The Global Gag Rule: America’s Deadly Export
Jill Filipovic | Foreign Policy
“The order doesn’t apply to U.S.-based organizations because it violates Americans’ First Amendment rights; no such protections extend overseas. Family planning advocates from Washington, D.C., to Addis Ababa in Ethiopia worry that Trump’s Global Gag Rule will not only roll back many of the modest but critical gains African countries have made on safe abortion, but also the decade’s worth of progress in increasing family planning, decreasing maternal mortality, and promoting democracy and women’s rights more broadly.
‘Murder does not mean just picking a gun or a knife and killing people,’ Gbagbo said. ‘Denying someone their legitimate, rightful access to a service, as a health worker, is equally as murderous as killing someone.’ This is exactly what he and the organization he works for fear the Gag Rule will do.”
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The Dutch Donald Trump Loses
Amy Davidson | The New Yorker
“The fear was that, after a near-miss in Austria, three months ago, the Continent was emulating Trump and reverting to its basest image of itself and of others. In fact, Europe’s current populist-nationalist movements predate Trump’s ascendance, and, at times, it isn’t clear who is nurturing whom. Wilders, for example, was a featured speaker at a 2010 rally in New York, protesting the construction of an Islamic community facility near the World Trade Center site, and he has since written for Breitbart News. Representative Steve King, the Iowa Republican, was praising Wilders when he remarked, earlier this month, that Western civilization could not be saved by ‘somebody else’s babies.’”
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Celebrating Nowruz in Iran
Yasmin Khan | Roads & Kingdoms
“Nowruz means ‘new day’ and takes place on the spring equinox, typically falling on March 20 or 21 in the Western calendar. It is a festival that has been celebrated in Iran for over 2,500 years and marks the end of winter and beginning of spring in the northern hemisphere. Its roots lie in Zoroastrianism, the ancient religion of Iran, whose practices are filled with rituals and symbolism associated with the five elements of earth, water, fire, air, and ether. Zoroastrianism is thought to have been one of the world’s first monotheistic religions, with many of its beliefs and practices deeply connected to nature. Today, 38 years after the Islamic revolution in Iran, Nowruz remains Iran’s most significant and celebrated annual festival, overshadowing the traditional Islamic festivals such as Eid e Fitr.”
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Xi Jinping: The Illusion of Greatness
Ian Johnson | The New York Review of Books
“Xi came to power offering a similarly broad range of reforms and pledging to ‘rejuvenate’ the nation. But his measures have been limited to the classic nationalist-authoritarian-traditionalist playbook. He has pursued an expansionist foreign policy, occupying and militarizing vast reaches of the South China Sea, while at home he has cracked down on corruption and promoted traditional values.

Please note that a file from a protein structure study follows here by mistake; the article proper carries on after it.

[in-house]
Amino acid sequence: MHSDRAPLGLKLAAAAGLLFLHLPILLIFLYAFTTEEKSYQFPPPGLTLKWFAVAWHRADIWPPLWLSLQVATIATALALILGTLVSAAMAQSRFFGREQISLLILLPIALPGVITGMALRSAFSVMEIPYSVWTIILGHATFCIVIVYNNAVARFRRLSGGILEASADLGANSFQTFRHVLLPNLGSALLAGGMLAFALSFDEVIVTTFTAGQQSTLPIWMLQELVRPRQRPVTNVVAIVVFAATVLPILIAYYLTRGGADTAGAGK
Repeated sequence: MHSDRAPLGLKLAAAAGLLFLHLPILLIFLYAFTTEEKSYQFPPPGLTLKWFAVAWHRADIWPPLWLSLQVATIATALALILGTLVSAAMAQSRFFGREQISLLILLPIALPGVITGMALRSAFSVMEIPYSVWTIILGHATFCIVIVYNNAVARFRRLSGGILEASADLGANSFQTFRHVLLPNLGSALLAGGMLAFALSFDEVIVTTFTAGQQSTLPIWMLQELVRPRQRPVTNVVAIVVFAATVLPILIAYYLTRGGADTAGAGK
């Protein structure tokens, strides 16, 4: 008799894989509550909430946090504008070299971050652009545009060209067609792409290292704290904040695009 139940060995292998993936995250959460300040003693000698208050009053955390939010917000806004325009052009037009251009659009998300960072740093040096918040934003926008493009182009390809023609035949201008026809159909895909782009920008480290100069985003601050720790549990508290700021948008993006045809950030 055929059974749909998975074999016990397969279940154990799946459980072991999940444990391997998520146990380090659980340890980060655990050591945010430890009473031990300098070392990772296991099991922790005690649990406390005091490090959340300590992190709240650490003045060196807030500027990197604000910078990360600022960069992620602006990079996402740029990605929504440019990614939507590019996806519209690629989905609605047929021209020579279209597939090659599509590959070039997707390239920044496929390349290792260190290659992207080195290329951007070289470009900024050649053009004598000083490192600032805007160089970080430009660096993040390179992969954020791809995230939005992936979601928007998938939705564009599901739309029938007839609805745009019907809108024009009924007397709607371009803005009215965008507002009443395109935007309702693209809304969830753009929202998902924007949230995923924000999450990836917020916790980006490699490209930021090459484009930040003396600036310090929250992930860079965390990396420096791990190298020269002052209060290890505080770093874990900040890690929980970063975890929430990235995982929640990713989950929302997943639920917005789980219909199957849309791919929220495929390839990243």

A crucial part of this has been enhancing his own control. At a plenum of the Communist Party last autumn, Xi was elevated to a ‘core’ leader, putting him on a higher plane than other leaders in the recent past—the idea being that China needed even firmer leadership to get through tough times.”
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Boston Schools Ditch Conventional World Maps in Favor of This One
Akilah Johnson | The Boston Globe
“‘So this is about maps, but it isn’t about maps,’ Rose said. ‘It’s about a paradigm shift in our district. We’ve had a very fixed view that is very Eurocentric. How do we talk about other viewpoints? This is a great jump off point.’
The previous map, created in 1569 by Flemish cartographer Gerardus Mercator for navigational purposes, warps the sizes of continents and countries. Africa is three times bigger than North America, for example, but appears smaller on the map. On the Mercator map, Greenland looks massive compared with Africa, which is actually 14 times bigger than the island. And while Alaska appears to eclipse Mexico, the country’s 49th state can actually fit inside of our nation’s neighbor to the south with room to spare.”
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The Last Hollow Laugh
Paul Sagar | Aeon
“This year marks the 25th anniversary of Francis Fukuyama’s The End of History and the Last Man (1992). Rarely read but often denigrated, it might be the most maligned, unfairly dismissed and misunderstood book of the post-war era. Which is unfortunate for at least one reason: Fukuyama might have done a better job of predicting the political turmoil that engulfed Western democracies in 2016—from Brexit, to Trump, to the Italian Referendum—than anybody else.
This should sound surprising. After all, Fukuyama’s name has for more than two decades been synonymous with a fin-de-siècle Western triumphalism. According to the conventional wisdom, he is supposed to have claimed that the collapse of the communist regimes in eastern Europe and the United States’ victory in the Cold War meant that liberal capitalist democracy was unambiguously the best form of human political organisation possible. To his popular critics—sometimes on the Right, but most especially on the Left—The End of History was thus a pseudo-intellectual justification for a hyper-liberal capitalist ideology, whose high-water mark was the disastrous administration of George W Bush. Fukuyama’s tagline—‘the end of history’—was seized upon by critics as proof that he was attempting to legitimate neoconservative hubris, cloaking a pernicious ideology with the façade of inevitability.”
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